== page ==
Water Resource Recovery Facility Replaces Its Aging UV System

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Water Resource Recovery Facility Replaces Its Aging UV System

The City of Murfreesboro is located approximately 30 miles from Nashville. It is home to Middle Tennessee State University — the largest undergraduate university in the state — and to an ever-growing population. In fact, in 2017 Murfreesboro was listed among the top 15 fastest-growing cities in the U.S.

Population growth had led to many infrastructure upgrades, including at the Murfreesboro Water Resource Recovery Facility. The treatment plant, owned and operated by the Murfreesboro Water Resources Department (MWRD), is the only one serving the city.

Staff at the treatment plant employ the U.S. water and wastewater industry’s Effective Utility Management (EUM) system as a guide. Not only is the EUM a starting point for any utility’s path to effective and sustainable operations, it also helps treatment plant professionals take a 360-degree look at its utility and set key priorities.

In 1999, the MWRD decided to convert from chlorine disinfection to UV disinfection. Just like hundreds of other wastewater treatment plants at the time, they wanted an effective, environmentally sound disinfection solution and ultimately found one in the TrojanUV4000.

UV disinfection is a physical process that instantaneously neutralizes microorganisms as they pass by UV lamps submerged in the effluent. The process adds nothing to the water but UV light and therefore has no impact on the chemical composition or the dissolved oxygen content of the water. The inherent safety benefits are also among the reasons a growing number of wastewater treatment plants in North America now utilize UV disinfection systems instead of chlorine.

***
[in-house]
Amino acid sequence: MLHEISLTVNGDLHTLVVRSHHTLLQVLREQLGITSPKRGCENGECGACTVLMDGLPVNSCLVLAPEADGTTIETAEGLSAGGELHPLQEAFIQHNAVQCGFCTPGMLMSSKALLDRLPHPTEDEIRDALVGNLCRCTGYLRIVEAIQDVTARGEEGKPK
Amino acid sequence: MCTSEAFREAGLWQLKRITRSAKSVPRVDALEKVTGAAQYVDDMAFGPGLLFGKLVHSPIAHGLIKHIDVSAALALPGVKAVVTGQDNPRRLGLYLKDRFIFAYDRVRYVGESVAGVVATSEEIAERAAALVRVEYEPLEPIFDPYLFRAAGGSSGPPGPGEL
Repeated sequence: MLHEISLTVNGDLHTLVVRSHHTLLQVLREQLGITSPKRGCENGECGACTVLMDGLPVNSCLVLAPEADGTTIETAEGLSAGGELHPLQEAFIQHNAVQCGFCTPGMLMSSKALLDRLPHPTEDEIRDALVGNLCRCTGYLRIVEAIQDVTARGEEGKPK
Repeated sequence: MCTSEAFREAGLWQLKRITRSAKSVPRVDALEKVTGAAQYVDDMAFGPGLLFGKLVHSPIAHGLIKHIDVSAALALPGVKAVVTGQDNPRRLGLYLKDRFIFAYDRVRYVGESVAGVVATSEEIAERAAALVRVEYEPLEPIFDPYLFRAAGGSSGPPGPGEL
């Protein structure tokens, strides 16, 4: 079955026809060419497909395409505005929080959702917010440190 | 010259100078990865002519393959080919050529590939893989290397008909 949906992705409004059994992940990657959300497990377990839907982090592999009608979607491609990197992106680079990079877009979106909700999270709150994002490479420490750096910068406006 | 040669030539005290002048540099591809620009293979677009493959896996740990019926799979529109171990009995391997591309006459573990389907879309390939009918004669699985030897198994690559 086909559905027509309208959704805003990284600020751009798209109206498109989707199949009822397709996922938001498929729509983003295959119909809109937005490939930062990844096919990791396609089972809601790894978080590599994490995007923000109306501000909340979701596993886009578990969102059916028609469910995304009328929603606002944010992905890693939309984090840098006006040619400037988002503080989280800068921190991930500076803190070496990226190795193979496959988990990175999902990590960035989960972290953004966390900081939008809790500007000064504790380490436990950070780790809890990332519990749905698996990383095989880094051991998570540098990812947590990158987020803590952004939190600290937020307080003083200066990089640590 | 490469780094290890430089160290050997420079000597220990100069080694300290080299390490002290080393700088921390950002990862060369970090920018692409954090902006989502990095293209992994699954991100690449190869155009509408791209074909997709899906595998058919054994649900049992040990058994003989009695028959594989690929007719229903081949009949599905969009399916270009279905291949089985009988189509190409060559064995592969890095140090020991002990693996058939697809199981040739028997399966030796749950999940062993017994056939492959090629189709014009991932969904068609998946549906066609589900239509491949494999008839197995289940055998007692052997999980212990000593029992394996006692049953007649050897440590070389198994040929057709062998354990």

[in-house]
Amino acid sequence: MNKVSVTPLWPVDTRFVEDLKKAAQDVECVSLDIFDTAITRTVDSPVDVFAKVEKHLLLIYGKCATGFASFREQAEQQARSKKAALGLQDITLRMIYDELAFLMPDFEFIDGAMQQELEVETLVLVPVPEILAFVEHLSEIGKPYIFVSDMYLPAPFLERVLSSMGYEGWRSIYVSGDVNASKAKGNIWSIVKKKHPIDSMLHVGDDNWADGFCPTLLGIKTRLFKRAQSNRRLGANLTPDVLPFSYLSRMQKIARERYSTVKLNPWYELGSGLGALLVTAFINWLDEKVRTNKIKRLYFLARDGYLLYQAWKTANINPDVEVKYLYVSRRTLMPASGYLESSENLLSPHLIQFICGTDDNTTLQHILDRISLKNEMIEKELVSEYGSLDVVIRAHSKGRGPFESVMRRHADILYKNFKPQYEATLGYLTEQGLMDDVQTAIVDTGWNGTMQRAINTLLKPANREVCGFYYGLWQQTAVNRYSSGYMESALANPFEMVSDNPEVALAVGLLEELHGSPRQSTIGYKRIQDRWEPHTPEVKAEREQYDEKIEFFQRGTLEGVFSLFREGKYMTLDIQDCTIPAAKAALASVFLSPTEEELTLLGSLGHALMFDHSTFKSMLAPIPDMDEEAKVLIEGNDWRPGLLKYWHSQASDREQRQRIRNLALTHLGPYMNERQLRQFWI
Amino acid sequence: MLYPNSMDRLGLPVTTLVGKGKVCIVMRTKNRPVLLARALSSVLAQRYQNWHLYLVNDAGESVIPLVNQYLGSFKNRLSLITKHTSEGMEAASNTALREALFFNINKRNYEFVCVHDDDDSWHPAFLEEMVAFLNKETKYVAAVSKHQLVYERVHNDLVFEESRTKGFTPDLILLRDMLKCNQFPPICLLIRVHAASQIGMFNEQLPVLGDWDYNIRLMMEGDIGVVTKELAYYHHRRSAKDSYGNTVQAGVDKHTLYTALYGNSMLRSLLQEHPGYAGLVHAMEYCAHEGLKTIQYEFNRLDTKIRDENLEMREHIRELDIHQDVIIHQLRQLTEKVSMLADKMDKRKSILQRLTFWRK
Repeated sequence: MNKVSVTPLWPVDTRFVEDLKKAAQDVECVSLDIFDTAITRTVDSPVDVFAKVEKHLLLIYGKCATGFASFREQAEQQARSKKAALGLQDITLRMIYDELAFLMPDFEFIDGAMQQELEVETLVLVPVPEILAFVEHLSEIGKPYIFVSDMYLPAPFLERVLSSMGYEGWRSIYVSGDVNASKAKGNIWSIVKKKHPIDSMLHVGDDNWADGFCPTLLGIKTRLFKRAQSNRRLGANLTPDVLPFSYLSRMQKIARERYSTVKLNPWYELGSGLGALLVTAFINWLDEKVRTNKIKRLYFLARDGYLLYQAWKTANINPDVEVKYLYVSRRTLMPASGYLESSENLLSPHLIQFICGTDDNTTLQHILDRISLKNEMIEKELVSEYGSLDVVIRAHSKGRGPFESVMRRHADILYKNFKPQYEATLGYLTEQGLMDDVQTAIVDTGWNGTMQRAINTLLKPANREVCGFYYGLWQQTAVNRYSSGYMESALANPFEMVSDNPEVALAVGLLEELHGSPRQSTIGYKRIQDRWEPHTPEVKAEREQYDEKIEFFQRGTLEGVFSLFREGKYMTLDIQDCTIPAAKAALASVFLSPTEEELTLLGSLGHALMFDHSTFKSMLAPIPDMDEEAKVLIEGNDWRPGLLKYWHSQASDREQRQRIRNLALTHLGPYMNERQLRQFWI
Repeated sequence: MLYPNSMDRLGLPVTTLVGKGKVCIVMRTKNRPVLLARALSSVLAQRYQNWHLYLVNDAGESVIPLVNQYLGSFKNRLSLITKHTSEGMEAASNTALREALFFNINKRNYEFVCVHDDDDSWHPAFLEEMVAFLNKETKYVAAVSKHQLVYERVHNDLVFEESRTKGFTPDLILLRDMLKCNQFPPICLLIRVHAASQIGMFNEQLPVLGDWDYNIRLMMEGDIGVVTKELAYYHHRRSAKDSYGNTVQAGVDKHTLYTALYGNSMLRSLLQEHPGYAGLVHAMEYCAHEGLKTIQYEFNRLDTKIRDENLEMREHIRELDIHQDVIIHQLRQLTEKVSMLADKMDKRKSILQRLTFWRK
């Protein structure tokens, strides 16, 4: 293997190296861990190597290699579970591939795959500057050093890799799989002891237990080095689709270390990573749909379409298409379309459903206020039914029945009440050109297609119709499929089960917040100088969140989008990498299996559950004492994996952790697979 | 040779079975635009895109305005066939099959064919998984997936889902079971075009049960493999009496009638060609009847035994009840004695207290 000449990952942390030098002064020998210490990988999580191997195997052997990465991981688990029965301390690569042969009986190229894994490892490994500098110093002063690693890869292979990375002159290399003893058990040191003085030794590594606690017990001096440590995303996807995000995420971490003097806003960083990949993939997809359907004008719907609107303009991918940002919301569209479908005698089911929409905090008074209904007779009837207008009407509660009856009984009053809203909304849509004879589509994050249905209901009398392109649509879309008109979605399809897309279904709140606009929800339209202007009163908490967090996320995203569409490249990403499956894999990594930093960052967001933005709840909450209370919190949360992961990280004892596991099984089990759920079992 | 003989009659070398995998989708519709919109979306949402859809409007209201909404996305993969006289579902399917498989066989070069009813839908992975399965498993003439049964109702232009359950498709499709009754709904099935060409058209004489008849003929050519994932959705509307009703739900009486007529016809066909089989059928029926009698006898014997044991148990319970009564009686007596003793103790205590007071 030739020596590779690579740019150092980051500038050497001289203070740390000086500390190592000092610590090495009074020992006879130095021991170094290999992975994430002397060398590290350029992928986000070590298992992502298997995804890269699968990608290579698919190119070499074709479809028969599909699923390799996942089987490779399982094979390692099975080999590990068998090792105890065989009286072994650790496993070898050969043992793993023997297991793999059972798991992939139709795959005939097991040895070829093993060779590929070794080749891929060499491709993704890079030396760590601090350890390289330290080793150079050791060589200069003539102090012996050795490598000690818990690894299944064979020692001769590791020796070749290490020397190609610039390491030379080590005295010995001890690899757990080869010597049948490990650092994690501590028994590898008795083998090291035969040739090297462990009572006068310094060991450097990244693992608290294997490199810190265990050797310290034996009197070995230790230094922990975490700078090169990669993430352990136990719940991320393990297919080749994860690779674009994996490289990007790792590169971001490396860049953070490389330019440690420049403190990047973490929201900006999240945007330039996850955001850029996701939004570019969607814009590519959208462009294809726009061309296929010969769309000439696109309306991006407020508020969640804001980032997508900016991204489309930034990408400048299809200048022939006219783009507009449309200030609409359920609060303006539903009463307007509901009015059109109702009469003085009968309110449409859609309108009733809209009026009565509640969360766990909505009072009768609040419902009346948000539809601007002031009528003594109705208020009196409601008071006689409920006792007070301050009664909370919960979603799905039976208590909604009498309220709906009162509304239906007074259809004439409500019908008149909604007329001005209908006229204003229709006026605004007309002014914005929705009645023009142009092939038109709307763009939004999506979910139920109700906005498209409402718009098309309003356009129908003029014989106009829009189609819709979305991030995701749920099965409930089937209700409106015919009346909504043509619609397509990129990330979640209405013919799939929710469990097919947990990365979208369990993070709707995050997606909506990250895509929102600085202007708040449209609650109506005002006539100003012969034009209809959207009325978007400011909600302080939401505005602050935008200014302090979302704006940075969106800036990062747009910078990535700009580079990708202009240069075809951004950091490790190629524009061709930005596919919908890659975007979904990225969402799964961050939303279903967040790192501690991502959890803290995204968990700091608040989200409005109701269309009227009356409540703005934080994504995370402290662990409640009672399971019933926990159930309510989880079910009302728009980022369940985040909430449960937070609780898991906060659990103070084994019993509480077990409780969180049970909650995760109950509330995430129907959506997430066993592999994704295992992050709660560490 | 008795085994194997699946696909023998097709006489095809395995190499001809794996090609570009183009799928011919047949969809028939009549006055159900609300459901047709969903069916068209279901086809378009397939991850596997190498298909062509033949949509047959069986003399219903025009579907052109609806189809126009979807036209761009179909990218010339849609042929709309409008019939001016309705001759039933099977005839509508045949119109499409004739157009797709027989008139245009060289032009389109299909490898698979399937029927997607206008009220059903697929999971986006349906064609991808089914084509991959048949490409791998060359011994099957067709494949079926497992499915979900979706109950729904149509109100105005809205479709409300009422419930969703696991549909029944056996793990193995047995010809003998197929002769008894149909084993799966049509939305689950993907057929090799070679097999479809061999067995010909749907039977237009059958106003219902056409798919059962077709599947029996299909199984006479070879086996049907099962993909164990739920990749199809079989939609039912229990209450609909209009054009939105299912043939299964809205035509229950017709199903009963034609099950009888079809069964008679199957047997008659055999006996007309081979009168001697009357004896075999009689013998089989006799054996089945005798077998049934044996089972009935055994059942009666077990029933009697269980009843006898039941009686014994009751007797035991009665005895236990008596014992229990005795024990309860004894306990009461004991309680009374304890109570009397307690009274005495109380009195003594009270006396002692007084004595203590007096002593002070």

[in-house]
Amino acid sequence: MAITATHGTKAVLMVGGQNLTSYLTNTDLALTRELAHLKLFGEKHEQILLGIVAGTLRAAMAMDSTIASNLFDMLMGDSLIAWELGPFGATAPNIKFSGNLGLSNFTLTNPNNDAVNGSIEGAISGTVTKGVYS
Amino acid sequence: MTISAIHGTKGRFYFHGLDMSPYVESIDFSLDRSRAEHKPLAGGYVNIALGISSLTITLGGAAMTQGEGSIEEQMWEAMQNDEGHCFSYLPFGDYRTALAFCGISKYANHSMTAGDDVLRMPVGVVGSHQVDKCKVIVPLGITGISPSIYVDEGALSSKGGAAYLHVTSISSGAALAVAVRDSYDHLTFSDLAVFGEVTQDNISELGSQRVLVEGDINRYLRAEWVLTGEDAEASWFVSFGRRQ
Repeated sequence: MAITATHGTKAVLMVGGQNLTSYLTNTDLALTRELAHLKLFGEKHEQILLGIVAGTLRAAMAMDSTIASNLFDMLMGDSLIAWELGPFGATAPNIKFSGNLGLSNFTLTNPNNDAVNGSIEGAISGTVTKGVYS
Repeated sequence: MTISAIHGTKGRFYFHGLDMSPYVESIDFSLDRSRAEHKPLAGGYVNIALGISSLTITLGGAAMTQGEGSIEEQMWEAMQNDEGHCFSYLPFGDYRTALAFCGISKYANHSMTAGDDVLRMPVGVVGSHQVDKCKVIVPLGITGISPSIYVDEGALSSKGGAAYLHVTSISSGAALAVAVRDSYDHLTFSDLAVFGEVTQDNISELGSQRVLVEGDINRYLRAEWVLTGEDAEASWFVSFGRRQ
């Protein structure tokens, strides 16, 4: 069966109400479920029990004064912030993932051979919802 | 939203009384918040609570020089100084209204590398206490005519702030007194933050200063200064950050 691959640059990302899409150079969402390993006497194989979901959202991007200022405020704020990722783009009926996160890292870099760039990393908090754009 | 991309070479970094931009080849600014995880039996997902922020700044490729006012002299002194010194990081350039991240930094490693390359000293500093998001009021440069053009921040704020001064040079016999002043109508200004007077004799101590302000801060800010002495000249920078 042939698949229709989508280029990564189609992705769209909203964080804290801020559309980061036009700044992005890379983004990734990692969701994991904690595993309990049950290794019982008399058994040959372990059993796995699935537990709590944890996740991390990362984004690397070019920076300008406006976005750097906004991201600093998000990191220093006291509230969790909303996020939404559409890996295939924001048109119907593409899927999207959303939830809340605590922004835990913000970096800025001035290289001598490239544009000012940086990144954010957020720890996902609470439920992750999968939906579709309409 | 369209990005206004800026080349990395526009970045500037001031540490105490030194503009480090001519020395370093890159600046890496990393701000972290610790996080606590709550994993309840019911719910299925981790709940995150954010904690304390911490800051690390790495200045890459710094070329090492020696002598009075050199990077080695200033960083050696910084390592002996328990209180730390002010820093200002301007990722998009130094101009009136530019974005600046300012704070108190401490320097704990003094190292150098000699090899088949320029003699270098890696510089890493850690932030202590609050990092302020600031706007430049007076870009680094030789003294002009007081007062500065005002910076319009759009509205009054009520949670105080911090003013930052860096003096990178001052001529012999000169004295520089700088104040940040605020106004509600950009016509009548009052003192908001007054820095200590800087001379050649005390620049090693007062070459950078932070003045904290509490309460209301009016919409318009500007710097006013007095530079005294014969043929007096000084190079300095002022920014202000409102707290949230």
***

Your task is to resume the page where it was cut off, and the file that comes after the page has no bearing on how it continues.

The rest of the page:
The TrojanUV4000 provided steadfast disinfection performance for nearly two decades. It wasn’t until 2013, driven by the need for increased capacity, that plant manager John Strickland started looking at his disinfection upgrade options. “Seventeen years of 100 percent effectiveness from our previous TrojanUV system made us confident that upgrading with TrojanUV would continue this excellent performance,” Strickland says.

The TrojanUV solution

Significant innovation had occurred in the 17 years since the TrojanUV4000 was installed at the Murfreesboro Water Resource Recovery Facility. Advancements associated with system efficacy, simplified maintenance and energy efficiency had been introduced, all of which correlate to cost savings. Such advancements can all be found in the TrojanUVSigna,  the UV system that was selected for the upgrade. 

“Product quality was the primary attribute,” Strickland says. “Our [water] is regulated by the United States Environmental Protection Agency and the Tennessee Department of Environment & Conservation, and our intention is to ensure full compliance at all times and never violate the permit that they have given to the City of Murfreesboro.”

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